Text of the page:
The Best Way To Respond To Toddler Crying

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Without fail, toddler tantrums are most likely to take place at the most inconvenient times — in line at the grocery store, on a cross-country flight, when you're trying to leave the house and you're already 20 minutes late. Who am I kidding — there's never a good time to listen to those uncontrollable, ear-piercing cries. Being on the receiving end of a toddler tantrum can leave even the most patient parent wanting to have a tantrum of their own. If you're on the verge of your own mommy meltdown, you need to know the best way to respond to toddler crying.

Before I start, I should admit that there have been times that I've raised my voice at my children out of frustration at their poorly timed tantrums. But I slowly began to realize that my behavior did nothing but make my children more upset and me feel absolutely awful. As Parents mentioned, children between the ages of 1 and 4 aren't equipped to deal with disappointment. Unfortunately, this is also the time when they begin trying to push boundaries and assert their independence. Toddler outbursts are generally the result of them being unhappy about not getting their way and not having the words to express themselves.

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If you think your wailing wee one is out of his mind when he's in the middle of a tantrum, you're absolutely right. As pediatrician Dr. Jay Hoecker told Parents, reasoning with your toddler mid-meltdown is a waste of time because the reasoning part of his brain isn't working. Your attempts to talk him down will fall on deaf ears, which is why the best thing you can do during a toddler tantrum is wait it out.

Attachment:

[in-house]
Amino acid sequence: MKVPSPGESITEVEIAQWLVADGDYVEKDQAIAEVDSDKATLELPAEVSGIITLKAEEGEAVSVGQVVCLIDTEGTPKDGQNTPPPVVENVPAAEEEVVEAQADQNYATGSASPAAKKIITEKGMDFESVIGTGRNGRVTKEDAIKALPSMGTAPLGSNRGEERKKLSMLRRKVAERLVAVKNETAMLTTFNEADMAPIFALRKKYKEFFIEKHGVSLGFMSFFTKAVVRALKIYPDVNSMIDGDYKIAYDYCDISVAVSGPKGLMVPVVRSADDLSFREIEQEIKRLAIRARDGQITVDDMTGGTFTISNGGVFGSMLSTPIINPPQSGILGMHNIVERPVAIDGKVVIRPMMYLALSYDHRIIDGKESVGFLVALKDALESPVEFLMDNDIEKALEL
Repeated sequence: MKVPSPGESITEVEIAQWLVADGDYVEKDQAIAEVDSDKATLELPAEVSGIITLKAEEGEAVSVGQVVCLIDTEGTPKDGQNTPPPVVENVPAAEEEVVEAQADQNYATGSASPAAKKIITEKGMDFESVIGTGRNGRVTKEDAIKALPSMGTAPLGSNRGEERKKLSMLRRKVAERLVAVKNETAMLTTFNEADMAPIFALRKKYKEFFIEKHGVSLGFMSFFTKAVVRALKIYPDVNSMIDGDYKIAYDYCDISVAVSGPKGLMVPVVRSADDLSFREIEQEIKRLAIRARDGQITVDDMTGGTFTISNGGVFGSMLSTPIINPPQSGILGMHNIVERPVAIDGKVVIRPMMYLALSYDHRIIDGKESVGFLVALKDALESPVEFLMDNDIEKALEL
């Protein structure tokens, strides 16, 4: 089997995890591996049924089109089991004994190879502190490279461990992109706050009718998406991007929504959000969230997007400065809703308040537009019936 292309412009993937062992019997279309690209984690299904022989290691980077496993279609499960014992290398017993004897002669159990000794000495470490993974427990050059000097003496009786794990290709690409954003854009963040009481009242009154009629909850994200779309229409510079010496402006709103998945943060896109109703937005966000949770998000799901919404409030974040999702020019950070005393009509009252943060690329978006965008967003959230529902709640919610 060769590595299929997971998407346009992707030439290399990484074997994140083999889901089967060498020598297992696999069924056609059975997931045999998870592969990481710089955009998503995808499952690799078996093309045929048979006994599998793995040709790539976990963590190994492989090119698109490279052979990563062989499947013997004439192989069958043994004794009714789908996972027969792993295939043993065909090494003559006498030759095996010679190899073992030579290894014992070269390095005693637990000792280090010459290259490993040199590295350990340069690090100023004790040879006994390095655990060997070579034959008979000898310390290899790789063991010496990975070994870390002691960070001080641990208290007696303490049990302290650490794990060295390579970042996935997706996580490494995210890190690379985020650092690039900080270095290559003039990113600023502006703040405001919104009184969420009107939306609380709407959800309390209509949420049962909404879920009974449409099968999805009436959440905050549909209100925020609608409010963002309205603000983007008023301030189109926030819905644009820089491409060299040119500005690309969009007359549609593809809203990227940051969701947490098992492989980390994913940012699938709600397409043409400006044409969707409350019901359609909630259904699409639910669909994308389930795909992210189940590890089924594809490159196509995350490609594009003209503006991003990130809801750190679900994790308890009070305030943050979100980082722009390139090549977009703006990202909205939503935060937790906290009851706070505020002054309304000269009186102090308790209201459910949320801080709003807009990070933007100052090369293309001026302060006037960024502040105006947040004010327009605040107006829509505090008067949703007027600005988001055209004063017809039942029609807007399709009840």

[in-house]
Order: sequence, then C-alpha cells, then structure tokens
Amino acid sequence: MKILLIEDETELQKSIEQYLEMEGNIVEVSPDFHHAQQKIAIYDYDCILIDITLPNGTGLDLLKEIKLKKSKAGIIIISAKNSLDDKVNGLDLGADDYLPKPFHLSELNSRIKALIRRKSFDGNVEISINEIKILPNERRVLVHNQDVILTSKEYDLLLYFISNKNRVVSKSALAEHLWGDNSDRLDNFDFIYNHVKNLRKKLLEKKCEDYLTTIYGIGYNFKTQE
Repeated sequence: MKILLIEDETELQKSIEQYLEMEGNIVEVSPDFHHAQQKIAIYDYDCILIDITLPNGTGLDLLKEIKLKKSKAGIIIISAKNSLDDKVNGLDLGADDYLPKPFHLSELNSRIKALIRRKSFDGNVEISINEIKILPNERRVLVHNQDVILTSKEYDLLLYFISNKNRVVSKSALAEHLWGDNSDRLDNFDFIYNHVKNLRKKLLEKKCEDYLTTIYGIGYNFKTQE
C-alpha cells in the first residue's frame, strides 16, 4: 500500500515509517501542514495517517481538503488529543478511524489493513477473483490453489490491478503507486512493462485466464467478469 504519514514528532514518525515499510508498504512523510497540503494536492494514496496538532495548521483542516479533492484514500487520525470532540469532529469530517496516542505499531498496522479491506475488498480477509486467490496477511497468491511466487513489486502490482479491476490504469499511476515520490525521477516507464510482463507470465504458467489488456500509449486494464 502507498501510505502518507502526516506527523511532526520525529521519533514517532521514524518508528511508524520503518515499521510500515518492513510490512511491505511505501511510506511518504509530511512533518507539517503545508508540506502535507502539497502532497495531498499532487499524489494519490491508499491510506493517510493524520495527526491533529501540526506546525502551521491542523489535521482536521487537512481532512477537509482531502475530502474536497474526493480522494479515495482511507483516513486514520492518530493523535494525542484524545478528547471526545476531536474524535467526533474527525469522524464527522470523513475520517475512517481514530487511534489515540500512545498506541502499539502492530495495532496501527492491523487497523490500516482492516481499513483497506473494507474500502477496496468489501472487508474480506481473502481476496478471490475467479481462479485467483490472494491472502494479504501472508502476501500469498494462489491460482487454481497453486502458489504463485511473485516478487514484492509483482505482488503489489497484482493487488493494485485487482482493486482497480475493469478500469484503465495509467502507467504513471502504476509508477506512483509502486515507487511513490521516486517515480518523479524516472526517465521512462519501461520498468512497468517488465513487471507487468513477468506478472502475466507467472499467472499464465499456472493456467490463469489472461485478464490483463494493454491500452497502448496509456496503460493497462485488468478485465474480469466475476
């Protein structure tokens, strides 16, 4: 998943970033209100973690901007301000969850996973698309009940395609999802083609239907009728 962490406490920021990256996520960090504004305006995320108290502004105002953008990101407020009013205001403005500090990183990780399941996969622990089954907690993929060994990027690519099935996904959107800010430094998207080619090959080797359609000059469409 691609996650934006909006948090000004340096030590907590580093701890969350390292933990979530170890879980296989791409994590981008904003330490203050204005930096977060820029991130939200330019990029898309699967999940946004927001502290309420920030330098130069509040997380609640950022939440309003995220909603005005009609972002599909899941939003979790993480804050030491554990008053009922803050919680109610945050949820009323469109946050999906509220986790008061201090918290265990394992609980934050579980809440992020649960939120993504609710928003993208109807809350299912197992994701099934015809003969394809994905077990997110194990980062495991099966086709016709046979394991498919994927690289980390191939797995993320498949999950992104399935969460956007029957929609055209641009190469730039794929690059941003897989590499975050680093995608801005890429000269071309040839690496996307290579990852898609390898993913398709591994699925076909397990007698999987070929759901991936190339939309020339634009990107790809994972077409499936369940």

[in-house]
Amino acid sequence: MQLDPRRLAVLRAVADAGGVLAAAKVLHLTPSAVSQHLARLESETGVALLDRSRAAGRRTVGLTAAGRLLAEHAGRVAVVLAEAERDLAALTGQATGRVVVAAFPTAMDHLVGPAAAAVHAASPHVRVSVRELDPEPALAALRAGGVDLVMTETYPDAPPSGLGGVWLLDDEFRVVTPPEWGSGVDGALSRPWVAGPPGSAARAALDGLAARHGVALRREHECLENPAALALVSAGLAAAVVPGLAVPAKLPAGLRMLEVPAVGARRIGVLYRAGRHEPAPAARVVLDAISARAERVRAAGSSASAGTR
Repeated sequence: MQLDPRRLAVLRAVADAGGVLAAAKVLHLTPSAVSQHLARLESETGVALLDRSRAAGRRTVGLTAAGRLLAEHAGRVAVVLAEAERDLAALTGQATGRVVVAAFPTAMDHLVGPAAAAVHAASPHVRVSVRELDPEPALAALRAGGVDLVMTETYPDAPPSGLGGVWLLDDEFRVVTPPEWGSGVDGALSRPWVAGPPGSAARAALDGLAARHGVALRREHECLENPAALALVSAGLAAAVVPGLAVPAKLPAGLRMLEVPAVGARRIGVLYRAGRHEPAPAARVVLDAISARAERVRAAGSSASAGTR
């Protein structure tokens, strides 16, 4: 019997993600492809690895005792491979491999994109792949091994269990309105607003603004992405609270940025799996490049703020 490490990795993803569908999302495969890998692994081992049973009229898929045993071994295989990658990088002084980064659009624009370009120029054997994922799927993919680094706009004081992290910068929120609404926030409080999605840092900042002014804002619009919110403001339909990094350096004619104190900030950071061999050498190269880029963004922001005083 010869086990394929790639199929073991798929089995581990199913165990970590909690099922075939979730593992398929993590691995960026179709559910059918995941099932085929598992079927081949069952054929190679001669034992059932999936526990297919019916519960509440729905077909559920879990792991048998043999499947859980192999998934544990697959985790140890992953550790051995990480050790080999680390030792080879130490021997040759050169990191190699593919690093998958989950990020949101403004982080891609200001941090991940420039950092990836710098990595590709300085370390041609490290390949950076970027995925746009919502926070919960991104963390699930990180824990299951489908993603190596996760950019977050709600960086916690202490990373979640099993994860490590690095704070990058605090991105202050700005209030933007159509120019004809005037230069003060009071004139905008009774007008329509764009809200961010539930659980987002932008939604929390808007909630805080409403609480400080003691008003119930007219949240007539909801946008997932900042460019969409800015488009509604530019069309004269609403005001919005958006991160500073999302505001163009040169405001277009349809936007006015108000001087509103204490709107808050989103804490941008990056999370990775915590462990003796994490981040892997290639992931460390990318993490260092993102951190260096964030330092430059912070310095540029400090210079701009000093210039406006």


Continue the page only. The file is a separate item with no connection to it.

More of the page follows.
As parenting expert Dr. Sears told Parenting, when your child is in the middle of a tantrum, take a few minutes to identify the cause. Once you've ruled out being tired, hungry, or sick, you can be assured that there's no reason to intervene immediately. If there is no emergency, you can feel free to give your child the time and space to work through his feelings on his own, while you watch to make sure he doesn't hurt himself. This will help your toddler begin to realize that his outbursts will not get you to bend to his will.

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It won't happen overnight, and it might be tough to ignore your toddler's tantrums — especially if she's screaming your name at the top of her lungs — but teaching her more effective ways to manage her emotions while she's young will save the world from a series of angry Twitter rants when she's older.